Jim Orr decided to write a play to celebrate the 20thanniversary of what he believes to be the second most important (and most nerve wracking!) season in Celtic’s history, 1997-98. The play follows three fictional characters during that season, explained in more detail below.
The moment that all Celtic fans knew that nine years of misery had ended, was when Harald Brattbakk slotted home an exquisite Jackie McNamara pass to put Celtic two-nil up against St Johnstone with 18 minutes of the season left. At long last, the Celtic fans could breathe again!
To celebrate the 25th anniversary, Bend it like Brattbakk is back this June with three special shows at Celtic Park’s Kerrydale Suite.
In the summer of 1997, Rangers were about to embark on a league campaign to secure a world record 10 league championships in-a-row, overtaking the record set by Celtic’s legendary Lisbon Lions. The ‘10’ was a formality, as Rangers were huge odds on favourites. Having spent £13m on Amoruso, Porrini and Negri, adding to talented players such as Laudrup and Gascoigne, they had an extremely strong squad, which also included Andy Goram, a major thorn in Celtic’s side over the previous few seasons.
For Celtic, Tommy Burns had been sacked, so they had no Manager. Van Hooijdonk had already left and Di Canio and Cadete were refusing to return. Paul McStay, voted into Celtic’s greatest ever team, had retired through injury. A Manager was then appointed in Wim Jansen, who was described by the entirely impartial Scottish media, as the ‘second worst thing to come out of Hiroshima’. Tom Boyd was given the captaincy, following in the footsteps of Paul McStay, and had to stop the ‘10’, no pressure then!
There was an American children’s programme in the late 60s/early 70s called Sesame Street. Each episode would feature words with the same letter, e.g. this episode has been brought to you by the letter T. Bend it like Brattbakk is brought to you by the letter ‘F’: family, football and faith, but not necessarily in that order!
We follow the fictional Lyons FAMILY, Tam Lyons, daughter Maggie Lyons and her new boyfriend Nat Christie, throughout that rollercoaster FOOTBALL season. Every gut wrenching moment, the good bits, the bad bits and the ugly bits as Celtic, Rangers and Hearts take it in turns to top the table, right up until the dramatic last day of the season.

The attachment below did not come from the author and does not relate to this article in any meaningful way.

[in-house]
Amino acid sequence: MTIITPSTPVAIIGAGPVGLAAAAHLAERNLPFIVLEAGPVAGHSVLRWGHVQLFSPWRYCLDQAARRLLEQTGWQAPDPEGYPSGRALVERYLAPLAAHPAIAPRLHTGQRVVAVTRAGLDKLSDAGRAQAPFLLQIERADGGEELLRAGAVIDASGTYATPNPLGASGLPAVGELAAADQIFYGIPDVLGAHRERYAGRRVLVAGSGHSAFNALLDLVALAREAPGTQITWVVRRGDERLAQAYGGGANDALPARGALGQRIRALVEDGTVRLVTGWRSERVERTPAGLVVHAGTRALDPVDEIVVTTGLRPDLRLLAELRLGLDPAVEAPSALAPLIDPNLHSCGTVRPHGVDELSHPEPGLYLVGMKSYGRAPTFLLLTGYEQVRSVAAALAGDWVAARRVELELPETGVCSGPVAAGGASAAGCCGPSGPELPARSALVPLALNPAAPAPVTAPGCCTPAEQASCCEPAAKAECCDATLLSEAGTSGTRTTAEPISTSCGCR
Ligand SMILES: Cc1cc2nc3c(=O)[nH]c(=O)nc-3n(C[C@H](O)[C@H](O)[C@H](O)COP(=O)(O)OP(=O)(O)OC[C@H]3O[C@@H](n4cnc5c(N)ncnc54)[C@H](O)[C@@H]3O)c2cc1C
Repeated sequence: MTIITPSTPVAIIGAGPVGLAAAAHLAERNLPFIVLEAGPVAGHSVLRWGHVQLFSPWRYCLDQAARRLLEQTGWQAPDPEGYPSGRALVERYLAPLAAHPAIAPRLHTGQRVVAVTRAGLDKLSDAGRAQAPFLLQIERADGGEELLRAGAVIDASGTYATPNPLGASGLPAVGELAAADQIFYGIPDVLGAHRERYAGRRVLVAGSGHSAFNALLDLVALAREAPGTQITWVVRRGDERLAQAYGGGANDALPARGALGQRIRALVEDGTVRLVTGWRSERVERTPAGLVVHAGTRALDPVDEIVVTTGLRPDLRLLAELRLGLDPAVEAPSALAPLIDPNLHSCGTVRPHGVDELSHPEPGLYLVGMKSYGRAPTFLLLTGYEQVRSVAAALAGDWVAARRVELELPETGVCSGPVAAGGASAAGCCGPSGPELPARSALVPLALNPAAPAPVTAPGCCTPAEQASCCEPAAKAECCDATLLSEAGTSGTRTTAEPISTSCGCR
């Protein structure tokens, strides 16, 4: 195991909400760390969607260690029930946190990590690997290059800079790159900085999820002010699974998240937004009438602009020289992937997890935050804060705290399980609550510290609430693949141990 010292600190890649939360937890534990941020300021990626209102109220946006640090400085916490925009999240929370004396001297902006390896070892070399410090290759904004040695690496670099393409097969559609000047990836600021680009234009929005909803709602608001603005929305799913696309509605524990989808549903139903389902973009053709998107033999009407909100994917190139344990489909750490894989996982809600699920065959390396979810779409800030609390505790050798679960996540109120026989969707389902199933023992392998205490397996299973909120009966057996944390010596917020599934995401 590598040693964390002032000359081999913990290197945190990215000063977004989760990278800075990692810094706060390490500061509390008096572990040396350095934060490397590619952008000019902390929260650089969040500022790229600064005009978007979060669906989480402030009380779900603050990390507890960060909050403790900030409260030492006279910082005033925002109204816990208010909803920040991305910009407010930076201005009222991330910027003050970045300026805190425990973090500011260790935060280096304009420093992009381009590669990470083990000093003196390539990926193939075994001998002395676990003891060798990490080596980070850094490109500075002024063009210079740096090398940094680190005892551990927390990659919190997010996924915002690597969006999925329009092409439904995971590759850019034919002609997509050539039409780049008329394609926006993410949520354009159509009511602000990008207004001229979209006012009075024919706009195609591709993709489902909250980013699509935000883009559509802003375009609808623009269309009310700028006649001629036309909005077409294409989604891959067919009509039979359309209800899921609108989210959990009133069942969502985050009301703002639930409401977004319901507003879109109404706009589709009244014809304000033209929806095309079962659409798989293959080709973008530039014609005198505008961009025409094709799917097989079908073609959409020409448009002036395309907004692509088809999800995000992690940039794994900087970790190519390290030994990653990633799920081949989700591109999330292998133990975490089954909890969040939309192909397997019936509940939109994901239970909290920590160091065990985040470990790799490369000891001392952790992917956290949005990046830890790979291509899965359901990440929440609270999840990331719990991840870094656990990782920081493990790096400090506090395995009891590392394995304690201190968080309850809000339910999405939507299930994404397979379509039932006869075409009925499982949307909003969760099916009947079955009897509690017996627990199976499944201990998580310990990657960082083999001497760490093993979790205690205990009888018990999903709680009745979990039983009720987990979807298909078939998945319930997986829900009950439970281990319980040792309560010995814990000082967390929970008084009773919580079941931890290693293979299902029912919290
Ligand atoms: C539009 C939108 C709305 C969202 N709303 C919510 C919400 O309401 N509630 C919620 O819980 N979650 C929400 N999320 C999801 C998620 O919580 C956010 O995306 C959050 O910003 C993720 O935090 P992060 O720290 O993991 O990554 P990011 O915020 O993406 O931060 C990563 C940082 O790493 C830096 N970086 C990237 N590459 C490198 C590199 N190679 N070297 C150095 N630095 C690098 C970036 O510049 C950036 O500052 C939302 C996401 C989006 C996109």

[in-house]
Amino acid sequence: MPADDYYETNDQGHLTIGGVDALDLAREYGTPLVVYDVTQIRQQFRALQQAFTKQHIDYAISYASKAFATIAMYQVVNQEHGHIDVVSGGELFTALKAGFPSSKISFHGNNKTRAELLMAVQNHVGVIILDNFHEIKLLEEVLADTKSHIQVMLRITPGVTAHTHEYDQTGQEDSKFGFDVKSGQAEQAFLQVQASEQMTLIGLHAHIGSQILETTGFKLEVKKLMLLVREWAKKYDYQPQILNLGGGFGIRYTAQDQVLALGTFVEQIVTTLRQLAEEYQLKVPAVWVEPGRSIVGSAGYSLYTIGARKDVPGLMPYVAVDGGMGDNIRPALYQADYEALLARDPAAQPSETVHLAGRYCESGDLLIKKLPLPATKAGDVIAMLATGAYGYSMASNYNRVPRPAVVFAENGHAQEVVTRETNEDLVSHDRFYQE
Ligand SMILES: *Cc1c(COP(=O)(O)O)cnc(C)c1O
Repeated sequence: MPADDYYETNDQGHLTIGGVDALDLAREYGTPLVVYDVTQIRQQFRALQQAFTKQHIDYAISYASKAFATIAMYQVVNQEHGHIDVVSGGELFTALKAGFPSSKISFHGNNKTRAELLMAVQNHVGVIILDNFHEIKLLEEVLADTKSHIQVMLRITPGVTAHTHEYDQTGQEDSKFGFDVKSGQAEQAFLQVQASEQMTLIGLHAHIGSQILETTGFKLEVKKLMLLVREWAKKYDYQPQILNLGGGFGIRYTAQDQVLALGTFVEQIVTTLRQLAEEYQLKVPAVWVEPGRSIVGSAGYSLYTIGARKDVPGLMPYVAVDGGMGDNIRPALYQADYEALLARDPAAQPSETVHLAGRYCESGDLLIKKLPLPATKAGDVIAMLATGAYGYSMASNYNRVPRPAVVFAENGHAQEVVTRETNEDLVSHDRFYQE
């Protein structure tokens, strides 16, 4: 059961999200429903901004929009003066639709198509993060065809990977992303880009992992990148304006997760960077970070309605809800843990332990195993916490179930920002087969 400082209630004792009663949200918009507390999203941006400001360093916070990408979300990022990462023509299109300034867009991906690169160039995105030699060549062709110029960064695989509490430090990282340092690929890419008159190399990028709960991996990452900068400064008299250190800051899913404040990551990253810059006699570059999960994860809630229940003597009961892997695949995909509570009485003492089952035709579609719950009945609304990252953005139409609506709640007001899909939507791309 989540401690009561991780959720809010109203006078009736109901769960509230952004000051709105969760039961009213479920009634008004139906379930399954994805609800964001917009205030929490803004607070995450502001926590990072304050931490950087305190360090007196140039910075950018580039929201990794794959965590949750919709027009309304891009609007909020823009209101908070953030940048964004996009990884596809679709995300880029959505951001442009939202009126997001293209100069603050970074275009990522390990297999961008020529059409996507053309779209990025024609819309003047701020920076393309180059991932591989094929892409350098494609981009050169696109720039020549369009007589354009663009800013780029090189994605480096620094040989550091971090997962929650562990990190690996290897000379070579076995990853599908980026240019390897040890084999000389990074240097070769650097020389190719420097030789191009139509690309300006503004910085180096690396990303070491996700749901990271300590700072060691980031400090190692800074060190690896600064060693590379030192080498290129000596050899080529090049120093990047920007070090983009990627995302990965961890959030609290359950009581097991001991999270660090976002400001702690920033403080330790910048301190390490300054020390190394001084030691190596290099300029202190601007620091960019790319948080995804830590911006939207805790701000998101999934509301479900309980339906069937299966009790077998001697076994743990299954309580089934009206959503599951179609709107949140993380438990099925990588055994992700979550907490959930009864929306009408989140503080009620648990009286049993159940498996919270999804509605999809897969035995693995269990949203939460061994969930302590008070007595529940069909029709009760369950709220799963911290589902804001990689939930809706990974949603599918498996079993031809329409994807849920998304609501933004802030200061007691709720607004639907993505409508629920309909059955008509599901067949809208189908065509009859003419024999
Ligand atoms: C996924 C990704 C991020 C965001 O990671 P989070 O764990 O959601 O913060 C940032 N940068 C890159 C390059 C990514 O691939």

Bend it like Brattbakk is the story of Tam’s obsession with Celtic, and his fear of the ‘10’. As a Celtic fan, Tam had suffered for most of the 1950s and the early 1960s, but this was different, very different, the Lisbon Lions’ nine-in-a-row record was going to be broken, by Rangers!
Nine long years without a league trophy had taken its toll on Tam, physically and mentally. 10-in-a-row was a tsunami he could see coming hurtling towards him and there was no way of stopping it, so what could he do! Well, at the point where hope would otherwise become hopelessness, it becomes FAITH, and Tam needed to keep the faith. What else could he do as all logic pointed to the dreaded ‘10’.
“THE best Celtic related play I’ve seen, it’s brilliant.” – Joe Miller
“All Celtic fans MUST see this, so funny.” – Murdo MacLeod
“A MUST-SEE show, funny all the way through” – John Fallon
The Kerrydale will host three wonderful showings of the play on Friday, June 23 (evening) and Saturday, June 24 (matinee and evening). Tickets are available now and can be purchased HERE with Celtic FC Foundation benefitting from a percentage of the ticket sales, as well as proceeds from the sale of all programme